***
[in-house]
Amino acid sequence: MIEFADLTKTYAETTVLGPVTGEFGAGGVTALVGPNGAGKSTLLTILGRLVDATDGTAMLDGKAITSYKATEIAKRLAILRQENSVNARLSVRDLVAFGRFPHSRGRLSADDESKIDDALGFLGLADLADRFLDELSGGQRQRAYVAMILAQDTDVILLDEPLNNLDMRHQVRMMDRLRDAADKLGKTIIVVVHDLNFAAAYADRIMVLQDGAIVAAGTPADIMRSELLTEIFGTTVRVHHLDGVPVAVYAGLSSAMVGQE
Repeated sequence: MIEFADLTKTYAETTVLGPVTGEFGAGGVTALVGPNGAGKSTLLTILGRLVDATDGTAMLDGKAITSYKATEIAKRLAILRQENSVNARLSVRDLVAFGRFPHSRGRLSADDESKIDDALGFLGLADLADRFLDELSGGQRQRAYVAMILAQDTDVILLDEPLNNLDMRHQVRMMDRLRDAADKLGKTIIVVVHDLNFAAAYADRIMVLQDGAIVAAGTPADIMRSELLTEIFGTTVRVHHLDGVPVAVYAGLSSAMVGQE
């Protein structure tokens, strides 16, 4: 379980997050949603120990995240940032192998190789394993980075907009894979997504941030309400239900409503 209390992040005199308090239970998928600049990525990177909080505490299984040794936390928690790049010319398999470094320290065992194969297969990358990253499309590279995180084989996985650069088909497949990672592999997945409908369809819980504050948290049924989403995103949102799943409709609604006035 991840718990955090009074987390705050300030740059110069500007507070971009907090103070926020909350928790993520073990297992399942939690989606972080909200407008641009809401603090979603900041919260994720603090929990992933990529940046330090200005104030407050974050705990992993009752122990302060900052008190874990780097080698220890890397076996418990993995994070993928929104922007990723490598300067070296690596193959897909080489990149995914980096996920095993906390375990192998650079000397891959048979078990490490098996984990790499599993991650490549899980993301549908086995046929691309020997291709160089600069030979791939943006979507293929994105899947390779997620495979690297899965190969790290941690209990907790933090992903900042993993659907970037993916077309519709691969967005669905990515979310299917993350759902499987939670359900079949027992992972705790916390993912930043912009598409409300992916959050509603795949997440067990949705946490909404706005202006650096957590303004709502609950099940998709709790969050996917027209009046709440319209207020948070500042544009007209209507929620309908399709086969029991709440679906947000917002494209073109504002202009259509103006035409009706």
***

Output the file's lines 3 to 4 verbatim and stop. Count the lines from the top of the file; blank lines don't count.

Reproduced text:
Repeated sequence: MIEFADLTKTYAETTVLGPVTGEFGAGGVTALVGPNGAGKSTLLTILGRLVDATDGTAMLDGKAITSYKATEIAKRLAILRQENSVNARLSVRDLVAFGRFPHSRGRLSADDESKIDDALGFLGLADLADRFLDELSGGQRQRAYVAMILAQDTDVILLDEPLNNLDMRHQVRMMDRLRDAADKLGKTIIVVVHDLNFAAAYADRIMVLQDGAIVAAGTPADIMRSELLTEIFGTTVRVHHLDGVPVAVYAGLSSAMVGQE
């Protein structure tokens, strides 16, 4: 379980997050949603120990995240940032192998190789394993980075907009894979997504941030309400239900409503 209390992040005199308090239970998928600049990525990177909080505490299984040794936390928690790049010319398999470094320290065992194969297969990358990253499309590279995180084989996985650069088909497949990672592999997945409908369809819980504050948290049924989403995103949102799943409709609604006035 991840718990955090009074987390705050300030740059110069500007507070971009907090103070926020909350928790993520073990297992399942939690989606972080909200407008641009809401603090979603900041919260994720603090929990992933990529940046330090200005104030407050974050705990992993009752122990302060900052008190874990780097080698220890890397076996418990993995994070993928929104922007990723490598300067070296690596193959897909080489990149995914980096996920095993906390375990192998650079000397891959048979078990490490098996984990790499599993991650490549899980993301549908086995046929691309020997291709160089600069030979791939943006979507293929994105899947390779997620495979690297899965190969790290941690209990907790933090992903900042993993659907970037993916077309519709691969967005669905990515979310299917993350759902499987939670359900079949027992992972705790916390993912930043912009598409409300992916959050509603795949997440067990949705946490909404706005202006650096957590303004709502609950099940998709709790969050996917027209009046709440319209207020948070500042544009007209209507929620309908399709086969029991709440679906947000917002494209073109504002202009259509103006035409009706």